Summer 1968

June 1, 2017

Here’s a really good rule: You should never allow sixteen- and seventeen-year-old kids to run your restaurant kitchen.


It was 1968, and my friend Paul and I were working in the kitchen of a local restaurant that I’ve decided not to identify—out of fairness to the restaurant, which is still there. Paul had more experience in the kitchen than I did, having worked there the previous summer. I guess that’s why he was put in charge. Paul became the cook, and I became the assistant cook. No one would have dared call us chefs.

Our specialty was fried chicken in a basket, and every day we would bake a giant pot of chicken, which was to be fried later. Neither of us wanted the job, and even though Paul was nominally in charge, we decided to settle the question of who was going to prepare and bake all of those chicken halves by calling “hosies.” If you don’t know what hosies are it’s sort of like calling “dibs,” only far stronger. You could also elevate the level of the hosie by attaching a description of a powerful talisman to add extra “hosie power.”

Now that you understand hosies, you’ll have a deeper appreciation of how we would decide who would be the chicken guy on any particular day.

Me:    I call hosies

Paul:     Oh yeah? Well, I call hosies double black magic

Me:    So? I call hosies double black magic ace of spades

Paul    Okay, I call hosies double black magic ace of spades old dirty rags

Me:    Well, I call hosies double black magic ace of spades old dirty rags your mother’s combat boots! (I played dirty.)

Eventually one of us would get tired and give up, and that guy would have to cook the chicken.

Once the chicken was cooked we had to separate it into parts for frying. I quickly learned that if you’re chopping chicken into parts, you do not want to extend the forefinger of the hand holding the chicken while chopping. I learned this when I neatly cut off the top of my left index finger.

After Paul helped me pop the top of the finger back on, we wrapped it up in paper towels and duct tape, and I kept chopping. Charlie, the owner of the restaurant, came in, saw my finger, and asked what had happened. When we told him, he put me in his car and took me to the emergency room. The doctor made tsk, tsk sounds after unwrapping my finger, but he fixed it, and to this day, I have no feeling in the end of my finger. I did get out of cooking chickens for almost a whole week, though, so it wasn’t all bad.

Our favorite waitress was named Doreen, and Paul took quite a fancy to her. So how does a seventeen-year-old show his infatuation with an older girl? The doors from the dining room into the kitchen opened directly to the counter behind which Paul was doing his cooking. We carefully aimed a fan to blow directly at the door, and then sent another waitress to get Doreen to come to the kitchen. As the doors opened and Doreen came through, Paul threw a handful of french fries into the fan and they sprayed potato bits all over the object of his adolescent fantasies. She was not amused, but I was rolling on the floor, borderline hysterical. Funny enough, she later ended up dating Paul. I never did figure out women.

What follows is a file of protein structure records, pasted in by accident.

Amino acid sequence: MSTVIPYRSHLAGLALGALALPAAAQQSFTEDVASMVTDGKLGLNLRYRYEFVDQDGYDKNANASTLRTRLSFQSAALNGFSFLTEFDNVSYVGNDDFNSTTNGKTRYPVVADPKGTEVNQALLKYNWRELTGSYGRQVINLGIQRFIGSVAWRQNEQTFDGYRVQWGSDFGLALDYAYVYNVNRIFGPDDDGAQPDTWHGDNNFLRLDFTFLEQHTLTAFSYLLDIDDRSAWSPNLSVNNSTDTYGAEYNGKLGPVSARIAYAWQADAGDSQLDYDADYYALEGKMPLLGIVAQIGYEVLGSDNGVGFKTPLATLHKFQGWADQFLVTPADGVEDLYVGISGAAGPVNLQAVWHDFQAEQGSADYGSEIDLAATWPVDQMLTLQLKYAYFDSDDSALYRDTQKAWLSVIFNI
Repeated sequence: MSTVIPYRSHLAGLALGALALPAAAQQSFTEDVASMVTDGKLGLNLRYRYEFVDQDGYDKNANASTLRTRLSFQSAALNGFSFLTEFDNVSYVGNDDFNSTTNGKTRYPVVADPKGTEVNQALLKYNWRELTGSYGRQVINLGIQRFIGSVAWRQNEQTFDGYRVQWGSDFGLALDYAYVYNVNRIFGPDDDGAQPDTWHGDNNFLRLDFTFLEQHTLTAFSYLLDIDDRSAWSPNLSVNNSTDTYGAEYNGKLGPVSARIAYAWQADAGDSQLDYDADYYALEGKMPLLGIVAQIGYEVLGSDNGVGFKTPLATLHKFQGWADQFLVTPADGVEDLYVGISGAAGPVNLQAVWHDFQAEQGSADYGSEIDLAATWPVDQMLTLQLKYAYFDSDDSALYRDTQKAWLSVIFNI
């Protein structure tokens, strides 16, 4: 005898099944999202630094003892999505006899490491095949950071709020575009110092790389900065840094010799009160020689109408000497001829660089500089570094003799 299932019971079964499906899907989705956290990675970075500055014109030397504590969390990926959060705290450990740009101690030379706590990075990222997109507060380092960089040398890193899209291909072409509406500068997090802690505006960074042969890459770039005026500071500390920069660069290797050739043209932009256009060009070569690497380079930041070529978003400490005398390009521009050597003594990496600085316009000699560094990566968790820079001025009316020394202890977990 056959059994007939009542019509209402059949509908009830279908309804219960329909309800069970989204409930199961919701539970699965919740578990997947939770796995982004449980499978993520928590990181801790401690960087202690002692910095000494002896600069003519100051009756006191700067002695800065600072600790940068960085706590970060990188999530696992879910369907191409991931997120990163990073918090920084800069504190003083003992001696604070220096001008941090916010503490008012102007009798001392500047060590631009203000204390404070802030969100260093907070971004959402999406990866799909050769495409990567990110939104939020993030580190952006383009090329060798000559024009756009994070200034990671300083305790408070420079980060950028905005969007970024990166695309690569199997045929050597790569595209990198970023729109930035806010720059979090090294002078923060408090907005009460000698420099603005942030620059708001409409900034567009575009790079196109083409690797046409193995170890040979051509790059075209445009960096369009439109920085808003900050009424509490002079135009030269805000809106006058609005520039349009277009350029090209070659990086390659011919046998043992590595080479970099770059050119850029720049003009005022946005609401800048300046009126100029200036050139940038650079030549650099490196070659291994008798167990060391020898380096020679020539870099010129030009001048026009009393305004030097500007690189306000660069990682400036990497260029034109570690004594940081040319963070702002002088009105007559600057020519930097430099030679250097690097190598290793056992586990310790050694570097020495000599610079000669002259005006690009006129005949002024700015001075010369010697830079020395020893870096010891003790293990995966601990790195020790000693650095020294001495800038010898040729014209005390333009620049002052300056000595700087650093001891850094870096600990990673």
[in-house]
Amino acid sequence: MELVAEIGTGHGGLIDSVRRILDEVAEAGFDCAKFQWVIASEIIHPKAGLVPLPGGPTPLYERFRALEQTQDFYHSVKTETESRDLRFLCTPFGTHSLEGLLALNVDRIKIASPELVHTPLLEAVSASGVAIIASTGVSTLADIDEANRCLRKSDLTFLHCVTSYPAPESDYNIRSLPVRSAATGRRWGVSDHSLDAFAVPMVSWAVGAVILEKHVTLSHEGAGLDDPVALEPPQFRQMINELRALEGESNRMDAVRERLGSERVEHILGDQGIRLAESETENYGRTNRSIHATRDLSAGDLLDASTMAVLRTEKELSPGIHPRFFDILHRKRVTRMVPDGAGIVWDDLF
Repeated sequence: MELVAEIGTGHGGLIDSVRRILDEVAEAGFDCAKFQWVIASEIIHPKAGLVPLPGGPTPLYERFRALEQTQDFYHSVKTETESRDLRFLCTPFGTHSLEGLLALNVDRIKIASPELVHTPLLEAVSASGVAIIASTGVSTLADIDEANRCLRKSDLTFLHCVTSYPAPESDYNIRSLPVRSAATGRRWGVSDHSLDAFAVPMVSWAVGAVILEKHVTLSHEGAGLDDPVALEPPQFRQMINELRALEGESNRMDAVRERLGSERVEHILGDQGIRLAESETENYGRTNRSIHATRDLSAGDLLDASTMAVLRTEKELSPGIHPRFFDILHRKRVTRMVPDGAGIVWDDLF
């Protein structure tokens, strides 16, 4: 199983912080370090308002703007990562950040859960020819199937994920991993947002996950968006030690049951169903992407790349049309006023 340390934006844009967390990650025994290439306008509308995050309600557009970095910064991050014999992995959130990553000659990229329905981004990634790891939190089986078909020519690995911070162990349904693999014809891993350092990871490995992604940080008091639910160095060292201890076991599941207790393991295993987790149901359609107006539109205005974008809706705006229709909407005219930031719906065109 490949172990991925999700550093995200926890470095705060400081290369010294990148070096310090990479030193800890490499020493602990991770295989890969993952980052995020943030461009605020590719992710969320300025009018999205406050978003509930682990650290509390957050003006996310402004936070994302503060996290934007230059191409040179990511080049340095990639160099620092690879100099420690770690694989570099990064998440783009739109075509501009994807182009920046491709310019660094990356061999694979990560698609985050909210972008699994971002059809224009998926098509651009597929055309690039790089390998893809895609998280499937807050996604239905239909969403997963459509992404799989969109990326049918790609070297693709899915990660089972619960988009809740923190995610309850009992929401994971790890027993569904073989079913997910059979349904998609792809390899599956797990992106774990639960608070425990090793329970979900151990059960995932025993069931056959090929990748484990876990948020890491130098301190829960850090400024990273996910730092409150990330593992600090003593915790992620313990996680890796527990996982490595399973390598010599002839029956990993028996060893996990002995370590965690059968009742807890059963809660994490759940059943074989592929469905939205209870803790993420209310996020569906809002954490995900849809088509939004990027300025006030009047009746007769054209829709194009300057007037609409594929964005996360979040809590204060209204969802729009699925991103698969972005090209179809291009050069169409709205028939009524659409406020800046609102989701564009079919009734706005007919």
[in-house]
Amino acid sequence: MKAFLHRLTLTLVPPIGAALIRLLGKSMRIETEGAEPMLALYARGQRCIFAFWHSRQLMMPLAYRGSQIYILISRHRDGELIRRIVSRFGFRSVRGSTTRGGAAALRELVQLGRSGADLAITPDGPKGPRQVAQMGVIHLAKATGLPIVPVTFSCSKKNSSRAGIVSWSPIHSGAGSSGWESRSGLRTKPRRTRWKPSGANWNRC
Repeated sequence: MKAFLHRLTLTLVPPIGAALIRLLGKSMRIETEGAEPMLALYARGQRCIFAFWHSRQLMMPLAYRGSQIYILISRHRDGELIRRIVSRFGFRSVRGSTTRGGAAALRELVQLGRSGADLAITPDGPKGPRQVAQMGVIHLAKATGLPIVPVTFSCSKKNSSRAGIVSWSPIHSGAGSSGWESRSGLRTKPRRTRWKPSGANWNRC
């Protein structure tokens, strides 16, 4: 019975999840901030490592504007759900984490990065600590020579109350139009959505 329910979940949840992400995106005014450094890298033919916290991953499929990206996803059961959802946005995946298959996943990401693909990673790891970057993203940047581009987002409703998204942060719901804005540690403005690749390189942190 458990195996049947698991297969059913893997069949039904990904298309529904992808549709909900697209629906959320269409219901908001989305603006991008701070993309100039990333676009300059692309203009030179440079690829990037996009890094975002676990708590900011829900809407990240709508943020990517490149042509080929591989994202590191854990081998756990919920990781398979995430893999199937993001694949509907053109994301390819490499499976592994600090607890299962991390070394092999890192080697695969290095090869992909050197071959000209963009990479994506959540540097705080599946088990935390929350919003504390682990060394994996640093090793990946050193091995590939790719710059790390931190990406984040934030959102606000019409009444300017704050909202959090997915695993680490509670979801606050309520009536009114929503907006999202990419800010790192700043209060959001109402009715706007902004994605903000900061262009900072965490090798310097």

The restaurant was owned by a wonderful Greek family, and they all worked the restaurant. Well, almost all. Tony was the son and he was our age. Tony fancied himself a drummer, and he couldn't waste his valuable drumming time actually working in the kitchen. That summer the big song was “In-A-Gadda-Da-Vida,” and it featured a seventeen-minute drum solo. Tony would burst into the kitchen with his drumsticks and proceed to attempt to play this solo on the various pots and pans, usually unsuccessfully. We finally had to tell his dad, Charlie, that Tony had to stop or we would have to quit. We didn’t hear much else from Tony after that, but since the family lived upstairs, we could hear the two of them discussing the situation at the top of their lungs. We learned a lot about swearing in Greek that summer, and I still remember some of it. I don’t want to offend you, so I can’t tell you what we learned in English, but if you’re crazy enough to try to translate it, here it is. I may not have spelled the words right because we learned them phonetically.

 

Anti gamisu

Fila mou to kolo

Pousti

Skopianos

Kolotripa

These weren’t the worst, but they were the most frequently used. When we learned them we had no idea what they meant, but man, did they sound cool, and weren’t we sophisticated! When we began overusing them, Charlie finally translated them for us, thinking it would help us to refrain from shouting them at people. No such luck. We used them even more once we knew what we were saying.

This story wouldn’t be complete without a brief mention of our dishwasher, Mark. Mark was a friend, but since he was only a dishwasher, he became the focus of our practical jokes. Every day Mark asked us to cook him a cheeseburger. No problem. And for a little extra protein, we’d sneak a fly under the cheese and then tell him not to eat it because there was a fly in it. “Oh yeah, you guys are always joking around,” he’d say, and he’d then proceed to eat his cheeseburger. Finally, knowing he didn’t believe us, we put a couple of dead flies on top of the cheese where they were clearly visible (don’t worry, we’d cook them first on the flat top). When Mark finally realized that we weren’t joking, he began yelling a string of the Greek swears we’d all learned.

Not to worry, Mark never got sick, and to this day he’s still a good friend. He just won’t eat any cheeseburger that I cook.

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